As a leader I made a point of not giving lessons on topics that I had concerns with, yet even so, by being present those girls (and everyone else for that matter) assumed that I believe. That I believe that Joseph Smith acted in the name of God, that I believe that Native Americans have Jewish heritage and that I believe that general authorities speak with and behalf of God when they spout the kind of rhetoric that drives homosexual teens to suicide. I knew of at least one of our young women who was a lesbian, there were a few who had homosexual family members. I could not bear the thought that they viewed me as a supporter of these hateful ideas. I worried that by remaining a part of the organization, and staying quiet I still may be harming them. With their doubts and fears I could harm them by my complacency. Those girls trusted me and I didn’t want to be an example that people pointed to “Heather’s smart, she’s aware of the issues and she still supports these things”. It broke my heart to feel like I was deserting them, but I had to leave.
The last day that I taught almost all of my beehives were there, including the very inactive one and two that had moved away. (Serendipity? I had told no one but my husband and one of my best friends about what I was going to do that day.) The assigned topic was being Christ-like. I gave them the following handout:
“Let us have the courage to defy the consensus, the courage to stand for principle. Courage, not compromise, brings the smile of God’s approval. Courage becomes a living and an attractive virtue when it is regarded not only as a willingness to die manfully, but also as a determination to live decently. A moral coward is one who is afraid to do what he thinks is right because others will disapprove or laugh. Remember that all men have their fears, but those who face their fears with dignity have courage as well.” Thomas S. Monson Oct 2004 General Conference
Jesus’s teachings were not meant to be theoretical. Always they were to be acted upon. Jesus taught, “Whosoever heareth these sayings of mine, and doeth them, I will liken him unto a wise man” (Matthew 7:24
In our efforts to rescue and serve, we follow our Savior’s unique example and tender teachings about love: “Thou shalt love thy neighbour as thyself” (Matthew 22:39). He even commanded us to love our enemies (see Luke 6:27–28). And in His great teachings at the end of His mortal ministry, He said: “A new commandment I give unto you, That ye love one another; as I have loved you, that ye also love one another.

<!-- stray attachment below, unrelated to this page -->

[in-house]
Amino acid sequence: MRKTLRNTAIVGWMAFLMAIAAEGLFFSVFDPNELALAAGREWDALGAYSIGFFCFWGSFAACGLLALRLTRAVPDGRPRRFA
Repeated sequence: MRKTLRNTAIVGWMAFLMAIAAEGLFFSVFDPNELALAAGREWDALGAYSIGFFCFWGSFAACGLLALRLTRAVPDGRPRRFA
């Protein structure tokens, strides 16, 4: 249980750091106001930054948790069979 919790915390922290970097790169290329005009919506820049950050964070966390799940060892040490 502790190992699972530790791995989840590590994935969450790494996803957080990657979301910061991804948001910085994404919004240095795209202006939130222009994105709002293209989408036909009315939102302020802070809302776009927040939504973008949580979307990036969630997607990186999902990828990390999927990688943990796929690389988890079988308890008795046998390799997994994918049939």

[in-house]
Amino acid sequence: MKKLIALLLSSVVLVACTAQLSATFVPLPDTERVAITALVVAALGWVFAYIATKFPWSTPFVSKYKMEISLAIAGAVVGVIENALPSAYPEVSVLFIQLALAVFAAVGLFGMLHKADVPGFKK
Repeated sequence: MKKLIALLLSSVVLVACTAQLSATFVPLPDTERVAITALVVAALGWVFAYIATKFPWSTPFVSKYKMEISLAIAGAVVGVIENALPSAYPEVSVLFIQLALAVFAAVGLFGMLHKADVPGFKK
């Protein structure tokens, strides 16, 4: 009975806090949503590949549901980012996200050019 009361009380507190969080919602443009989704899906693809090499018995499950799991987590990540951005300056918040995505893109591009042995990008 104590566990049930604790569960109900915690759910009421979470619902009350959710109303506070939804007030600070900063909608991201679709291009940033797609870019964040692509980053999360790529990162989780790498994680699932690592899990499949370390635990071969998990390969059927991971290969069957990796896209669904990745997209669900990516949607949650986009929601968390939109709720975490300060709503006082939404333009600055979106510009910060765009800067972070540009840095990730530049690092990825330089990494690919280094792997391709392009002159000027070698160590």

“By this shall all men know that ye are my disciples, if ye have love one to another” (John 13:34–35).
We discussed how sometimes being Christ-like means being radical. Christ broke the law of the sabbath to heal a man, because it was the right thing to do. He also rebuked the money-changers in the temple with a whip. “Sometimes being Christ-like requires courage to defy the consensus, to not be a part of things that we know to be wrong. When you see things that you know are wrong, it can be hard to stand up and speak out.” And then I told them I was leaving the Church. I didn’t really go into details why, I felt like at their age if I gave them a truckload of issues it would just cause conflict in their home and social lives that they have neither the means nor the support to deal with. I just told them that I was leaving the Church as a matter of principle, because I always tried to be honest in the things that I taught them and there were certain things that I could not support or be a part of. “When I stand in front of you and teach, you assume that I believe certain things, and that is not always the case.” I told them that I loved them and I sincerely hoped that they had paid attention to the things that I had taught them. I told them that I wanted them to grow into strong, kind, smart, happy young women. I was near tears I felt so sorry to be leaving them, and the whole group of them looked at me completely dumb-founded.